Amazon launched its Kindle 2 ebook reader today, to the sound of a thousand weeping audiobook publishers.
The $360 (£240) US-only wireless reader arrived pretty much as expected: slightly slimmer, lighter and faster than version 1.0, with a better monochrome screen (16 greyscales instead of 4 making images a touch smoother). But it's also home to two new features that promise to send shockwaves through the publishing world.
The first - Whispersync - promises to share your ebooks (including their bookmarks and annotations) between Kindle devices. This implies both that it uses Amazon's own cloud computing services and that we will soon see Kindle applications on other mobile devices.
I predict that first up will be a simple web portal to allow you to keep reading your commuter page-turner in quiet times at work, followed quickly (and inevitably) by an iPhone app.
The second feature - Read-to-Me - could bring down an entire industry. The Kindle 2's text-to-speech feature makes it the world's biggest audio book provider at a stroke , with its 230,000+ titles dwarfing Audible's current 50,000-strong library.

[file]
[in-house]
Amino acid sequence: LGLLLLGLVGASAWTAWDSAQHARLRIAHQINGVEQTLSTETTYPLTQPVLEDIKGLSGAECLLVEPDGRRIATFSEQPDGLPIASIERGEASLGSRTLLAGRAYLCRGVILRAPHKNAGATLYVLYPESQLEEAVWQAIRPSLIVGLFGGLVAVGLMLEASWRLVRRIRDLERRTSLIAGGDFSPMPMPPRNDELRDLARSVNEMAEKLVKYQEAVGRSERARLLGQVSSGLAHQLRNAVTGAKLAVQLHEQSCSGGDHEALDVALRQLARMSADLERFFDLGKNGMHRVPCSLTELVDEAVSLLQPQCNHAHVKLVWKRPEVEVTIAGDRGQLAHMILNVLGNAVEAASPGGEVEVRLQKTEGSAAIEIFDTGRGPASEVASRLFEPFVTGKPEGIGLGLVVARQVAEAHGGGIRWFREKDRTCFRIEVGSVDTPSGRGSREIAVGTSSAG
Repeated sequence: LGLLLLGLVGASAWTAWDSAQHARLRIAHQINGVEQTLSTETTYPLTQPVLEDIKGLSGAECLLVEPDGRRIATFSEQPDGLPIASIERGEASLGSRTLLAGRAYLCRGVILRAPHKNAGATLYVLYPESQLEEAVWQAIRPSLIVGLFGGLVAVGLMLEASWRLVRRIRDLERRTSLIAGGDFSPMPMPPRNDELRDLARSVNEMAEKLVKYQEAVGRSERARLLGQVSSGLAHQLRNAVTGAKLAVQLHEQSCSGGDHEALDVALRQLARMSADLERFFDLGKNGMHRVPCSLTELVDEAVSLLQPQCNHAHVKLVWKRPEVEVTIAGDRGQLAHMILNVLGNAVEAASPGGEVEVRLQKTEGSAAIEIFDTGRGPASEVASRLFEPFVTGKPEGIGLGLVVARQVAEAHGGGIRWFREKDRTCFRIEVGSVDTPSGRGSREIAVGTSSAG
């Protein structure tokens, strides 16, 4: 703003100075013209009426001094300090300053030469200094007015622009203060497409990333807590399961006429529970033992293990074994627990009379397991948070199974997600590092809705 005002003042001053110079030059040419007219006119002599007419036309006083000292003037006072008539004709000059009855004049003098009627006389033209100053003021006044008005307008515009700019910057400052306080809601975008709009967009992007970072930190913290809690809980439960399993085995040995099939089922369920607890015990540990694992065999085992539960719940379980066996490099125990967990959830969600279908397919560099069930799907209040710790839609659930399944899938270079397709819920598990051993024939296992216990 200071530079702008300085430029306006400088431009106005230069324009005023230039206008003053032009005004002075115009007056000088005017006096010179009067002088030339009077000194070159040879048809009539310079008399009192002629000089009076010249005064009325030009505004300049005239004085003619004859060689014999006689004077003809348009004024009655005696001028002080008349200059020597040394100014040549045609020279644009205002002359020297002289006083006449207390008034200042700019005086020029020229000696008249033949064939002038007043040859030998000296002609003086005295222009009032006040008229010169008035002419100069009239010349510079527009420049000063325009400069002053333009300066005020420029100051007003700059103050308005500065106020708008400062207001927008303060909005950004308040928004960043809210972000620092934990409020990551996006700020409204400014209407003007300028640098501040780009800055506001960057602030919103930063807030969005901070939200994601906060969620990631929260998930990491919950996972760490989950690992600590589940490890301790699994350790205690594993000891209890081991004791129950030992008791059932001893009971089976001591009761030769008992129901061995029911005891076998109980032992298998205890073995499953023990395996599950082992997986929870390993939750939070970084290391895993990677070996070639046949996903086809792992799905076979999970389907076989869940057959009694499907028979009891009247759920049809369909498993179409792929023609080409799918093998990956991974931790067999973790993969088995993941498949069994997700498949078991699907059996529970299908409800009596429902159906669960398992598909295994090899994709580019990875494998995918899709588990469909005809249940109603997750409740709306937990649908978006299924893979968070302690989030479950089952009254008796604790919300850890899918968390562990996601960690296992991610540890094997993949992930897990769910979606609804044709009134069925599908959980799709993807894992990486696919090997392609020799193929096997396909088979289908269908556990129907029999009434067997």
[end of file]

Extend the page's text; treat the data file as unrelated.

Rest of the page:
Unlike a normal audio book, read-to-me lets you switch seamlessly between reading and listening to your book - handy for long journeys or helping a kid with his reading lessons (as long as you don't mind your child picking up a Stephen Hawkings accent).
And while the Kindle 2 does let you download Audible audio books, you can't do it over the 3G EVDO connection due to the file size - you need to hook the reader up to your PC via USB.
All of which suddenly makes buying the standard version of a book - which is usually unabridged and cheaper than an audiobook anyway - a bit of a no-brainer. I await audio book publishers' reaction with interest.
UPDATE Well, that didn't take long. Today's Wall Street Journal has Paul Aiken, executive director of the Authors Guild, saying of the Kindle 2 "They don't have the right to read a book out loud." While it seems definitely legal to read a book to your kids, and definitely illegal to sell a copy of you reading a book to you kids, the status of speech generated on the fly might seem to require legal clarification. Lawsuit anyone?